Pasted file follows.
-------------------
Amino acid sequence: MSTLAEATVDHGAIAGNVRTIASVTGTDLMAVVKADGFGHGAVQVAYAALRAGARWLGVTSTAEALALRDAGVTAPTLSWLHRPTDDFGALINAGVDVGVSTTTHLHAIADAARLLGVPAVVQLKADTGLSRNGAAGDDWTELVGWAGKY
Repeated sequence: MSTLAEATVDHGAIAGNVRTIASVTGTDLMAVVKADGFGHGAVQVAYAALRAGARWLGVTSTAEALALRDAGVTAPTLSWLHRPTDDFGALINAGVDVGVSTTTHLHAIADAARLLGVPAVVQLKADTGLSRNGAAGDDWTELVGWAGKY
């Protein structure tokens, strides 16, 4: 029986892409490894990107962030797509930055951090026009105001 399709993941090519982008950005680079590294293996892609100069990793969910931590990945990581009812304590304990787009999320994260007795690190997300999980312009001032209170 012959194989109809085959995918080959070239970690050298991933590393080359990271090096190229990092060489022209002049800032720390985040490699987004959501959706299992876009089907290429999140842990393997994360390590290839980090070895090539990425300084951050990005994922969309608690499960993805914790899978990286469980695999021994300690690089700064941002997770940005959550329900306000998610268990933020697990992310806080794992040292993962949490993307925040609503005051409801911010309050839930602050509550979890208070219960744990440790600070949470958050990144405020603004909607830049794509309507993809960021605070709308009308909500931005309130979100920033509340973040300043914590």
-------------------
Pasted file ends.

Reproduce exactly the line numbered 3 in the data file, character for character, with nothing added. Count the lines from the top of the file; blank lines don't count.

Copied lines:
């Protein structure tokens, strides 16, 4: 029986892409490894990107962030797509930055951090026009105001 399709993941090519982008950005680079590294293996892609100069990793969910931590990945990581009812304590304990787009999320994260007795690190997300999980312009001032209170 012959194989109809085959995918080959070239970690050298991933590393080359990271090096190229990092060489022209002049800032720390985040490699987004959501959706299992876009089907290429999140842990393997994360390590290839980090070895090539990425300084951050990005994922969309608690499960993805914790899978990286469980695999021994300690690089700064941002997770940005959550329900306000998610268990933020697990992310806080794992040292993962949490993307925040609503005051409801911010309050839930602050509550979890208070219960744990440790600070949470958050990144405020603004909607830049794509309507993809960021605070709308009308909500931005309130979100920033509340973040300043914590």